During World War II, the nowadays Czech republic saw field operations in 1945 when the country was liberated by the Red Army from east and American forces crossing the western border. However, the strong industrial base in the “Protektorat Böhmen und Mähren” was essential for the German war effort. To protect it and to control air traffic in the sky above, a number of land-based radar stations were established on our territory.
The remains of one such station are situated about 25 km south-west of Brno, in the vicinity of Ivančice village. The area was used before the war as a back-up field airport and during the war the Germans installed the warning radar system consisting of one “Jagdschloss” radar (“Hunting lodge”) and two FuMG 65 Würzburg-Riese (“Giant Würzburg”). The location was codenamed Brumbär (“Bear”) and belonged to the “Grade I” warning system. The construction of the radar station started shortly after occupation and in 1944 was close to its completion. On 16 November 1944, 150 young women – radar operators arrived to serve on the station. They were called “Blitzmädchen” by the badge on the uniform. The girls were definitely busy when they followed on their radar screens Allied air raids coming from Italy.
Today, an overgrown pile of concrete rubble of 20 x 20 m (approx. 66 ft x 66ft) is the only trace of Jagdschloss. Apparently it was a building with a concrete ceiling, concrete walls and brick dividing walls. The grounds were demolished towards the end of the war. The ceiling collapsed a bit as it remains stuck on a huge cogwheel with 1.5 m in diameter. This was part of transmission which set the outside antenna into desired direction.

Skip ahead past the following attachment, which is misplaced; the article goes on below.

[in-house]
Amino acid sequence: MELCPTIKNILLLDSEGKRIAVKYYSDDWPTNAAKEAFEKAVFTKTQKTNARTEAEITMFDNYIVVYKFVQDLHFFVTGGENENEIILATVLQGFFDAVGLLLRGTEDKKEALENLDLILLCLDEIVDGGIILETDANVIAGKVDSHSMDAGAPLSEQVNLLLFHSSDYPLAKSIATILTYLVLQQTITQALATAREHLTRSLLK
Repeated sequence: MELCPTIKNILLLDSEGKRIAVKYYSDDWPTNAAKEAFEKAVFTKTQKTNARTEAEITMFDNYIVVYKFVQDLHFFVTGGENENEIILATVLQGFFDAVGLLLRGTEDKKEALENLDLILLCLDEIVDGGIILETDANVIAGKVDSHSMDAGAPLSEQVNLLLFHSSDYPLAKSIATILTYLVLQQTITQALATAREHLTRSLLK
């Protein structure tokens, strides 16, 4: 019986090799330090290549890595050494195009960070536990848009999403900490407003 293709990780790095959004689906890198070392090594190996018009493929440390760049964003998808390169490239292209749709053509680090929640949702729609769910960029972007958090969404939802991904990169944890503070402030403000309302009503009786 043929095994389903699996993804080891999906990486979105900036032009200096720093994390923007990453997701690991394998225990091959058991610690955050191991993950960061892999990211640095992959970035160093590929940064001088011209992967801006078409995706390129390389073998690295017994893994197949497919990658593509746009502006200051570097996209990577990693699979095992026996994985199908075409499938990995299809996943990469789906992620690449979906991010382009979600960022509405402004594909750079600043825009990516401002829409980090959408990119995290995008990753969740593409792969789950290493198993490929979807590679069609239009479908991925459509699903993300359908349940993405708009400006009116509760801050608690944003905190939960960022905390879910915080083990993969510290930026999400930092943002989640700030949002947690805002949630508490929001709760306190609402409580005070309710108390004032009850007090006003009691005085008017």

The shaft was cut above the surface, it has around 30 cm (appr. 1 ft) in diameter and wall thickness of 5 cm (2 inches). The debris is best seen during wintertime as it is not covered by vegetation and the surrounding fields are without crop.
Around 400 meters away from the Jagdscholls, there are remains of Wurzburg Riese radars – two typical concrete hexagonal foundations.
The concrete base is accessible through a small entry on one side. The 7.4 metres (24 ft) antenna can be seen on a historical picture http://www.ivancice.cz/historie-osvobozeni.php.
For those who want to see the FuMG 65 in the Czech republic, central Bohemia is the best place. Incidentally, the two places where Wurzburg Riese can be found are not very far from each other. The first one is at the Ondřejov Observatory (Astronomical Institute of the Academy of Sciences of the Czech Republic – http://www.asu.cas.cz/en/contact), 30 km south-east of Prague, which has a “white Giant”. It was obtained in the fifties and served as a radio-telescope for everyday sun observations.
The other is at the Military museum at Lešany (http://www.vhu.cz/muzea/zakladni-informace-o-vtm-lesany/), Benešov District, and is near the museum gate. It was recently renovated and painted in grey. It is awaiting its completion as the operator´s room at the back of the radar is missing.
Mike Doležal for War History Online